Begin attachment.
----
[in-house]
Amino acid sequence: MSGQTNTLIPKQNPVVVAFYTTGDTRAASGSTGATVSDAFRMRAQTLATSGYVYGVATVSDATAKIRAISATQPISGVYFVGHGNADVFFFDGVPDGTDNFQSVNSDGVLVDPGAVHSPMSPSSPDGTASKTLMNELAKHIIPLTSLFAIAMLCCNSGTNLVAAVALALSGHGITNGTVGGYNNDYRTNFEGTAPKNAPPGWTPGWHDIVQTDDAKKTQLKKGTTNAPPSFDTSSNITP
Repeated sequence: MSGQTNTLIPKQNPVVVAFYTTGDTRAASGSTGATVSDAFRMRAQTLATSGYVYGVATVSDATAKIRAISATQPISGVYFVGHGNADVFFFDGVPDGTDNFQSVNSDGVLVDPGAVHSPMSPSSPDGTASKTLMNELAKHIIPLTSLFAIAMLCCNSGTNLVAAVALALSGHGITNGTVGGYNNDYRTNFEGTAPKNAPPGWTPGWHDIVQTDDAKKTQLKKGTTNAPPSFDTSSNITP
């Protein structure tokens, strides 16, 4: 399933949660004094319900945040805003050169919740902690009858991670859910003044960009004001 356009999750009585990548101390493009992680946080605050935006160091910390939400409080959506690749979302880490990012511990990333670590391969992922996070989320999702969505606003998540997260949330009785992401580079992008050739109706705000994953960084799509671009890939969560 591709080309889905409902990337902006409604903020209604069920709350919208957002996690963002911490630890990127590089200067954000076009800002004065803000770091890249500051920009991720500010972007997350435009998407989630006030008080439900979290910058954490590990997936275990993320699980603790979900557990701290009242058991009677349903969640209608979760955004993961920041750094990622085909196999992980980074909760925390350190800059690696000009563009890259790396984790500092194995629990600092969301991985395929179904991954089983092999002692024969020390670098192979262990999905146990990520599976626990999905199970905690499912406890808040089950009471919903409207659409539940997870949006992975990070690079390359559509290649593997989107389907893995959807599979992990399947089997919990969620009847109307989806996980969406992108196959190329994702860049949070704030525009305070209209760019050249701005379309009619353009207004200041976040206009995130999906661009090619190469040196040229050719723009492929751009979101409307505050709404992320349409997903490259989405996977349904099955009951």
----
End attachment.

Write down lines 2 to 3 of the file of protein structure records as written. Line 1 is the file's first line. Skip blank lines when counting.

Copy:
Amino acid sequence: MSGQTNTLIPKQNPVVVAFYTTGDTRAASGSTGATVSDAFRMRAQTLATSGYVYGVATVSDATAKIRAISATQPISGVYFVGHGNADVFFFDGVPDGTDNFQSVNSDGVLVDPGAVHSPMSPSSPDGTASKTLMNELAKHIIPLTSLFAIAMLCCNSGTNLVAAVALALSGHGITNGTVGGYNNDYRTNFEGTAPKNAPPGWTPGWHDIVQTDDAKKTQLKKGTTNAPPSFDTSSNITP
Repeated sequence: MSGQTNTLIPKQNPVVVAFYTTGDTRAASGSTGATVSDAFRMRAQTLATSGYVYGVATVSDATAKIRAISATQPISGVYFVGHGNADVFFFDGVPDGTDNFQSVNSDGVLVDPGAVHSPMSPSSPDGTASKTLMNELAKHIIPLTSLFAIAMLCCNSGTNLVAAVALALSGHGITNGTVGGYNNDYRTNFEGTAPKNAPPGWTPGWHDIVQTDDAKKTQLKKGTTNAPPSFDTSSNITP